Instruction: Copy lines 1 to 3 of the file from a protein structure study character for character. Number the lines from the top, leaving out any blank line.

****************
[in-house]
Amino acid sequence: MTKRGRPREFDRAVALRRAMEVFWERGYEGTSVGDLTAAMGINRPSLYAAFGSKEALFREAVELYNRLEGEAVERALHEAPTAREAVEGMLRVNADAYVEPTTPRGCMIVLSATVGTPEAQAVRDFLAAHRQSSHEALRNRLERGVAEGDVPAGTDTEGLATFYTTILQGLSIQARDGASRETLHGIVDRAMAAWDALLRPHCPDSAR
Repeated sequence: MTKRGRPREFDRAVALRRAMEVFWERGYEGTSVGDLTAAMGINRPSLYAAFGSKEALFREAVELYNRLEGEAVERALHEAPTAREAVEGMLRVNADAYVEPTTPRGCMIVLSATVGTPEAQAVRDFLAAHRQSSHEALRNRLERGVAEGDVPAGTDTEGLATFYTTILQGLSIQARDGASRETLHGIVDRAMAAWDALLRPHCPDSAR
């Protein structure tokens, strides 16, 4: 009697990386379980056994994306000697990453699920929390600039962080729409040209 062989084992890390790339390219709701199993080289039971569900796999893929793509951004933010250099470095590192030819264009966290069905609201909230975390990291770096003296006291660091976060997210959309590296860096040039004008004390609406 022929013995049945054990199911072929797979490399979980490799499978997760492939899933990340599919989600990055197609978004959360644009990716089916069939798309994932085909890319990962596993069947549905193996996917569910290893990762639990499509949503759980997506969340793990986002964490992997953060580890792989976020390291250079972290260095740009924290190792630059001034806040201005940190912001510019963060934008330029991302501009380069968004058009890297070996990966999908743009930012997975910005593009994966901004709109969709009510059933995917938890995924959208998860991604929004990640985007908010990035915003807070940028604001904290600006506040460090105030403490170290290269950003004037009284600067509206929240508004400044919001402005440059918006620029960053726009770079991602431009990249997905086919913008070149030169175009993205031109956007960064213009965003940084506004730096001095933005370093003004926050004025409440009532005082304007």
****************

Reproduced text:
[in-house]
Amino acid sequence: MTKRGRPREFDRAVALRRAMEVFWERGYEGTSVGDLTAAMGINRPSLYAAFGSKEALFREAVELYNRLEGEAVERALHEAPTAREAVEGMLRVNADAYVEPTTPRGCMIVLSATVGTPEAQAVRDFLAAHRQSSHEALRNRLERGVAEGDVPAGTDTEGLATFYTTILQGLSIQARDGASRETLHGIVDRAMAAWDALLRPHCPDSAR
Repeated sequence: MTKRGRPREFDRAVALRRAMEVFWERGYEGTSVGDLTAAMGINRPSLYAAFGSKEALFREAVELYNRLEGEAVERALHEAPTAREAVEGMLRVNADAYVEPTTPRGCMIVLSATVGTPEAQAVRDFLAAHRQSSHEALRNRLERGVAEGDVPAGTDTEGLATFYTTILQGLSIQARDGASRETLHGIVDRAMAAWDALLRPHCPDSAR